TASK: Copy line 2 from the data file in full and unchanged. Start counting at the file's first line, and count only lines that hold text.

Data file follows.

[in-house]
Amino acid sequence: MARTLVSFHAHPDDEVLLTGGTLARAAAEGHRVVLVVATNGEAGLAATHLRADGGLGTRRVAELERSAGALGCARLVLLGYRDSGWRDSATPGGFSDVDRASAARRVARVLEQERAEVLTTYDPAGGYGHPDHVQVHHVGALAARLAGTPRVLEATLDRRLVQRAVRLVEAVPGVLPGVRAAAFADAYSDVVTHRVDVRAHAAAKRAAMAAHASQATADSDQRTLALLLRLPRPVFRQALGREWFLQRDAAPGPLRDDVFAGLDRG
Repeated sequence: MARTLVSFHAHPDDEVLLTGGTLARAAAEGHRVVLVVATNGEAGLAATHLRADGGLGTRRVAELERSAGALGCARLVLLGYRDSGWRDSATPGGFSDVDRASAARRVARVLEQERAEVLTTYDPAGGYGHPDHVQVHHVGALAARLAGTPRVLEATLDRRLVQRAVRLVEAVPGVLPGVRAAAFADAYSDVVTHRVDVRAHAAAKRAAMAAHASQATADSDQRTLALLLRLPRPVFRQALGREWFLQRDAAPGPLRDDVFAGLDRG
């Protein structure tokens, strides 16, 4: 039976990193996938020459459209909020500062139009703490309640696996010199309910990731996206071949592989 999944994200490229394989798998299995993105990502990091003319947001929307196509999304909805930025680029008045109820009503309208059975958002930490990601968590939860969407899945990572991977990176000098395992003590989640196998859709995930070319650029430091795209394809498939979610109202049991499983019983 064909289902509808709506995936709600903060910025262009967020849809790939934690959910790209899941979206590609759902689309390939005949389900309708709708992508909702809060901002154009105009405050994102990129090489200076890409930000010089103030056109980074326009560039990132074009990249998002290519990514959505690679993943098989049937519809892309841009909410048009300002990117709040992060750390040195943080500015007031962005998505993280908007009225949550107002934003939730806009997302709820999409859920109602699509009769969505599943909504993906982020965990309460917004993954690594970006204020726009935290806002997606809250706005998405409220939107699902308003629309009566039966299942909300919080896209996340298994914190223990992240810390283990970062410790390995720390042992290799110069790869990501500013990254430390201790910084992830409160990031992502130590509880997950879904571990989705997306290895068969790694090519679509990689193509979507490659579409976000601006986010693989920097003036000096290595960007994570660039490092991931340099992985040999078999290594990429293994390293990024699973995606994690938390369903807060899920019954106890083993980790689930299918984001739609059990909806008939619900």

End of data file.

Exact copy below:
Amino acid sequence: MARTLVSFHAHPDDEVLLTGGTLARAAAEGHRVVLVVATNGEAGLAATHLRADGGLGTRRVAELERSAGALGCARLVLLGYRDSGWRDSATPGGFSDVDRASAARRVARVLEQERAEVLTTYDPAGGYGHPDHVQVHHVGALAARLAGTPRVLEATLDRRLVQRAVRLVEAVPGVLPGVRAAAFADAYSDVVTHRVDVRAHAAAKRAAMAAHASQATADSDQRTLALLLRLPRPVFRQALGREWFLQRDAAPGPLRDDVFAGLDRG